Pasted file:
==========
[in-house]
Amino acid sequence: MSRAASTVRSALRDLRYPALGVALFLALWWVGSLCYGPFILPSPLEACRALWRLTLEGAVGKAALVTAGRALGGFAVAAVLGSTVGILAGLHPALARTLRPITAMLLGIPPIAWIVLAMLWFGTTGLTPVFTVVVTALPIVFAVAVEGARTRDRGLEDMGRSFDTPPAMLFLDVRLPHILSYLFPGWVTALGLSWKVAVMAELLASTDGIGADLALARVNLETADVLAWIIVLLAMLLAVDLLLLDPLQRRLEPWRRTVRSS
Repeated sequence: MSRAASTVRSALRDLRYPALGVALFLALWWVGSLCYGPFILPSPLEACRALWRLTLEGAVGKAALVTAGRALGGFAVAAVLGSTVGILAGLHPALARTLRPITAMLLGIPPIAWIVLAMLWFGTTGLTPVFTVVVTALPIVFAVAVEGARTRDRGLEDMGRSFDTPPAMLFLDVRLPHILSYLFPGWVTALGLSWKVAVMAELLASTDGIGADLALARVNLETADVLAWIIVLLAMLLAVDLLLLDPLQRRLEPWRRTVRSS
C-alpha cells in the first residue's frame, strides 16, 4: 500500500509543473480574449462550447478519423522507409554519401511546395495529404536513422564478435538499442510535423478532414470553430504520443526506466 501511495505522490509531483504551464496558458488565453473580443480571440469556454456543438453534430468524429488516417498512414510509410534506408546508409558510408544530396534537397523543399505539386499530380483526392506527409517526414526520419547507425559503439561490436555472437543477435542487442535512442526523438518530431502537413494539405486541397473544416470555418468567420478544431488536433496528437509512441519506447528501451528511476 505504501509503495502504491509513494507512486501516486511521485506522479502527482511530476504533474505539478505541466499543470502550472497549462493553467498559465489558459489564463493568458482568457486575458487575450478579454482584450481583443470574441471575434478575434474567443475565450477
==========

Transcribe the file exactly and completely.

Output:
[in-house]
Amino acid sequence: MSRAASTVRSALRDLRYPALGVALFLALWWVGSLCYGPFILPSPLEACRALWRLTLEGAVGKAALVTAGRALGGFAVAAVLGSTVGILAGLHPALARTLRPITAMLLGIPPIAWIVLAMLWFGTTGLTPVFTVVVTALPIVFAVAVEGARTRDRGLEDMGRSFDTPPAMLFLDVRLPHILSYLFPGWVTALGLSWKVAVMAELLASTDGIGADLALARVNLETADVLAWIIVLLAMLLAVDLLLLDPLQRRLEPWRRTVRSS
Repeated sequence: MSRAASTVRSALRDLRYPALGVALFLALWWVGSLCYGPFILPSPLEACRALWRLTLEGAVGKAALVTAGRALGGFAVAAVLGSTVGILAGLHPALARTLRPITAMLLGIPPIAWIVLAMLWFGTTGLTPVFTVVVTALPIVFAVAVEGARTRDRGLEDMGRSFDTPPAMLFLDVRLPHILSYLFPGWVTALGLSWKVAVMAELLASTDGIGADLALARVNLETADVLAWIIVLLAMLLAVDLLLLDPLQRRLEPWRRTVRSS
C-alpha cells in the first residue's frame, strides 16, 4: 500500500509543473480574449462550447478519423522507409554519401511546395495529404536513422564478435538499442510535423478532414470553430504520443526506466 501511495505522490509531483504551464496558458488565453473580443480571440469556454456543438453534430468524429488516417498512414510509410534506408546508409558510408544530396534537397523543399505539386499530380483526392506527409517526414526520419547507425559503439561490436555472437543477435542487442535512442526523438518530431502537413494539405486541397473544416470555418468567420478544431488536433496528437509512441519506447528501451528511476 505504501509503495502504491509513494507512486501516486511521485506522479502527482511530476504533474505539478505541466499543470502550472497549462493553467498559465489558459489564463493568458482568457486575458487575450478579454482584450481583443470574441471575434478575434474567443475565450477